Step 3: Network, Network, Network
As you start filling out your resume and job applications (more on that later), there’s another important thing to do: you have to start networking.
Use Job Boards
Scour the online job boards liked Jobs in Japan! Don’t just read the postings, either; create a profile and keep it up to date. In fact, it’s better to do this step while you’re still in your home country. The internet is a powerful tool for getting a job in Japan, and it’s best to use this tool as early as possible. Some websites even offer referrals to companies who hire while you’re still overseas. Still, as Job in Japan’s own Peter Lackner once told Tofugu, there is a myriad of opportunity that never makes it to the job board. You have to go out and mingle.
Network in Person
In the present moment of 2020 and everything that comes with it, the words in person might seem daunting. How can you network in person during a pandemic? Well, Japan’s post-work drinking culture is stronger than a virus and has adapted for the most part. Zoom parties and virtual meetups are a big part of Japan’s new normal. Sites like MeetUp are quite popular, depending on where in Japan you live. Try to make connections with people who are already in the career you want to pursue or who have ties to the company you want to enter. “Meet” them for a drink, or just strike up a conversation online. The best job leads don’t necessarily come from job ads, but from people like you and me.
Use a Recruitment Agency
While the line that separates job boards and recruitment agencies gets a bit blurred at times, recruitment agencies in Japan have a more personal touch than job boards, online or otherwise. If you decide to work with a recruitment agency, you’ll be able to work with an agent to understand your strengths, as well as which companies might be the best fit for you. Your agent will send you weekly lists of job ads that they believe fit your profile. It’s still up to you to apply for these jobs, but many agents are happy to provide coaching for your interview processes and other issues you might feel concerned about. There are also a few job opportunities that you can find through an agency but can’t find through a job board.
Step 4: Interview for a Job in Japan
Once you’ve submitted your resume, we’ll assume that you’re going to get a call to interview. The elation turns just as quickly to sweaty-palmed nerves. Maybe you’ve heard about the rigorous interview process in Japan, or maybe you’ve just got the classic pre-interview jitters. Never fear; while we won’t go in-depth into how you can ace a Japanese interview, here are some tips that will get you started.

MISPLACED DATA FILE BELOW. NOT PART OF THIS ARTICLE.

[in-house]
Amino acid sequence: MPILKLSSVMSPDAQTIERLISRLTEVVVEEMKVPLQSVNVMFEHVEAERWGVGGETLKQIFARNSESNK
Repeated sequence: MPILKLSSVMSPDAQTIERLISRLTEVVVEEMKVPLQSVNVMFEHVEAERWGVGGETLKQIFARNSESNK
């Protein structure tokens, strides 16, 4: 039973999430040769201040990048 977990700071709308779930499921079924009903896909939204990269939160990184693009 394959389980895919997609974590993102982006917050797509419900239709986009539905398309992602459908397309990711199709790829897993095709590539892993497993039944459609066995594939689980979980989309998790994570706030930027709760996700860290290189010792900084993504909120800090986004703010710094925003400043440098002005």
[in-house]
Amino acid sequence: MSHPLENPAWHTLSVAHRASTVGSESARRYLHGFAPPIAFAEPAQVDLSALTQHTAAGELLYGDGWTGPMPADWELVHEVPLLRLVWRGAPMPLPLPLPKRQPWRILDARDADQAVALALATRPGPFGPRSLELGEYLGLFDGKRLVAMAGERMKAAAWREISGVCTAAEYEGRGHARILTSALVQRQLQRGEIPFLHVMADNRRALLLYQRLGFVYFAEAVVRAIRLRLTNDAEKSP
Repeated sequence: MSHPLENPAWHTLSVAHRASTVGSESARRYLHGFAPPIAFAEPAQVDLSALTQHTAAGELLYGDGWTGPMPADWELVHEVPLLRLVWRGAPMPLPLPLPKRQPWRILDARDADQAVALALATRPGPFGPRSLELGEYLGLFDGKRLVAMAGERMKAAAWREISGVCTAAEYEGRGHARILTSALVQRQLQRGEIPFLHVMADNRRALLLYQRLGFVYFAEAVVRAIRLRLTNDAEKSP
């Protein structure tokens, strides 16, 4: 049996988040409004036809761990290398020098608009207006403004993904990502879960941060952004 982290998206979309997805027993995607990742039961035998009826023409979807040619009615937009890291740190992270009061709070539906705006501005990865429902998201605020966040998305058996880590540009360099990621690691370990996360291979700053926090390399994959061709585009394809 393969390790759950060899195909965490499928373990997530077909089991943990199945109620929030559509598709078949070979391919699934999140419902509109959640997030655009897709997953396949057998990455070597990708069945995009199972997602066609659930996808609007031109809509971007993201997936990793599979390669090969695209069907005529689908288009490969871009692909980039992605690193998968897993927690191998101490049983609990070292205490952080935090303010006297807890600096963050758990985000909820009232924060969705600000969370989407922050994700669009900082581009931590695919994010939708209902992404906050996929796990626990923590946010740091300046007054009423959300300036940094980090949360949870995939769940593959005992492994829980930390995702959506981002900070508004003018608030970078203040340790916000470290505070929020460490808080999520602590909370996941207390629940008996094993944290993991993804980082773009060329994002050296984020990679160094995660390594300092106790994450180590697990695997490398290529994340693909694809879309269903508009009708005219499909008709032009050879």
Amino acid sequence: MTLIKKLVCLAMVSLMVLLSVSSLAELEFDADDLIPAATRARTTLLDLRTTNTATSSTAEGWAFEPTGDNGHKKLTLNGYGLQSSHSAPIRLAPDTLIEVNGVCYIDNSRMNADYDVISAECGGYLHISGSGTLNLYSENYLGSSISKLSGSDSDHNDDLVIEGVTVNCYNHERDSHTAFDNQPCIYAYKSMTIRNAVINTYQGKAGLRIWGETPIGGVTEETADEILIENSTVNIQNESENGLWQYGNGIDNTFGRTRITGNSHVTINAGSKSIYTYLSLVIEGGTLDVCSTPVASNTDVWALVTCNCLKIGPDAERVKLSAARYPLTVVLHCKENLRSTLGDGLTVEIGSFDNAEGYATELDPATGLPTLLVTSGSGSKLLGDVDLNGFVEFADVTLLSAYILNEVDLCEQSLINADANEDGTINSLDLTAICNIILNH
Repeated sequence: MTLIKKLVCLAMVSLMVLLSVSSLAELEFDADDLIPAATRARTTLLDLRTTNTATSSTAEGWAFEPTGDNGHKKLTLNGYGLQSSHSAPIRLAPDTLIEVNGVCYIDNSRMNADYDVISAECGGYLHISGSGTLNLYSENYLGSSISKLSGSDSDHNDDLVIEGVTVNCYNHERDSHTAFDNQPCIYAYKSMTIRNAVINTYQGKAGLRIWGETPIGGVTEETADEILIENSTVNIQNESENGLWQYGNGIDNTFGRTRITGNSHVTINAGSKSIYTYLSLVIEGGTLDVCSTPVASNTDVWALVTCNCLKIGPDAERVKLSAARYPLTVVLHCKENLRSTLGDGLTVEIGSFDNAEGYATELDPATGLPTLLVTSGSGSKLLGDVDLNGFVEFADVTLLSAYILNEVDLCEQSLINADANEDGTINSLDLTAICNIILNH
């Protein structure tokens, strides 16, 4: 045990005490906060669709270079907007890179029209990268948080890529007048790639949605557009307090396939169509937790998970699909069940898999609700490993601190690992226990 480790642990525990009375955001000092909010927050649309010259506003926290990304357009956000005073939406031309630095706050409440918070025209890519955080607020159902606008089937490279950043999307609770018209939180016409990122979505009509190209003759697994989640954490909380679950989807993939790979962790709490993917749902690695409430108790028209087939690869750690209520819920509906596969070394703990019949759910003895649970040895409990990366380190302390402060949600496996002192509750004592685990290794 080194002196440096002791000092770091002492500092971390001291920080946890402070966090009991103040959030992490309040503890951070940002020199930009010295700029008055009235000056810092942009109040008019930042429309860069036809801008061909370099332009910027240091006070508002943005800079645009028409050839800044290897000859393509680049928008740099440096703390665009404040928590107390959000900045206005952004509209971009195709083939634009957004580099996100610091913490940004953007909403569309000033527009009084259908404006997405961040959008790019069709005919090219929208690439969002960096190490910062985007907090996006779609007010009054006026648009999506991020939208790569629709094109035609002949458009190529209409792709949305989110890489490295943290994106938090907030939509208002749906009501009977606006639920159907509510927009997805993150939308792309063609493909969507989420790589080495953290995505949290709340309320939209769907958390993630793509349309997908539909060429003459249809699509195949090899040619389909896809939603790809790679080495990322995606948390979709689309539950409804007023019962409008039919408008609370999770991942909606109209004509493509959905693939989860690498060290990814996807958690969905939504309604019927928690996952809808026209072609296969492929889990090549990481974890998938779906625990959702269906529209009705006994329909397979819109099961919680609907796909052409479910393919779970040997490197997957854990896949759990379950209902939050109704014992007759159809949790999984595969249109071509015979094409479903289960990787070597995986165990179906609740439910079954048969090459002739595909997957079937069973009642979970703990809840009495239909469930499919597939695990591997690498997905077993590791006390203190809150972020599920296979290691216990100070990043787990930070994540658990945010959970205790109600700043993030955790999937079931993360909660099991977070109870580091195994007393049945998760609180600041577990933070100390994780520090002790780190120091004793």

More likely than not, you’ll be giving your interview in Japanese. Even if you’re a JLPT N1 and feel confident, it’s important to research some commonly-asked questions and practice how you would respond to them. If you can, practice with a native friend! Better yet, practice with Jobs in Japan’s First Round Video Interview!
Study up on Japanese Interview Etiquette
Manners are king in Japan, and this is especially true in the interview. A Japanese interview has its own set of rules when it comes to bowing, who speaks first, and even the way you sit in your chair! If you can nail these good habits ahead of time, you’ll be one step closer to that shining first impression.
Act Like the Second Interview is the First
You will typically be asked for a second interview if the first goes well. A common mistake made by many applicants is assuming the worst is over and slacking off a bit. Do not do this! Once you’ve thanked your prospective employer for the chance to interview (hint: do this even before you make a second interview), get back to practicing, preparing, and investing your time in making this second impression even better than the first.
Step 5: Adjust to Your Job in Japan
Congratulations! You’ve officially been hired by the company of your dreams! Feel free to celebrate, but there’s still a lot to be done. Since this is Japan, there will be a lot of paperwork needed to square away your health insurance, your visa, and any other employee benefits your company covers. You will need to create a Japanese bank account if you haven’t already.
Sound stressful? Never fear! Your new place of employment will be ready to ease your stress with a rousing series of welcome parties. Some people love them, others hate them, but the Japanese 飲み会 (nomikai), or drinking party, is an inescapable part of the work culture. If anything, it’s a good way to get to know your coworkers. Sit back, grab your beer (or green tea, if you prefer not to drink) and enjoy the ride.
お疲れ様です！ (Otsukare sama desu!) Good work! The process of getting a job in Japan can be harrowing and lengthy. There’s a lot more paperwork involved than you might have expected. You’re bound to face some culture shock moments in your new job, so be sure to find a support group you can reach out to if needed. Just remember: you’ve made it this far and managed to get a job in Japan. At this point, there’s nothing that you can’t do with a bit of research, a lot of study, and the good old-fashioned try.
Thanks for reading our article on how to get a job in Japan! What’s the employment process like in your country? We’d love to hear from you about it in the comments!
Written by Erin Himeno.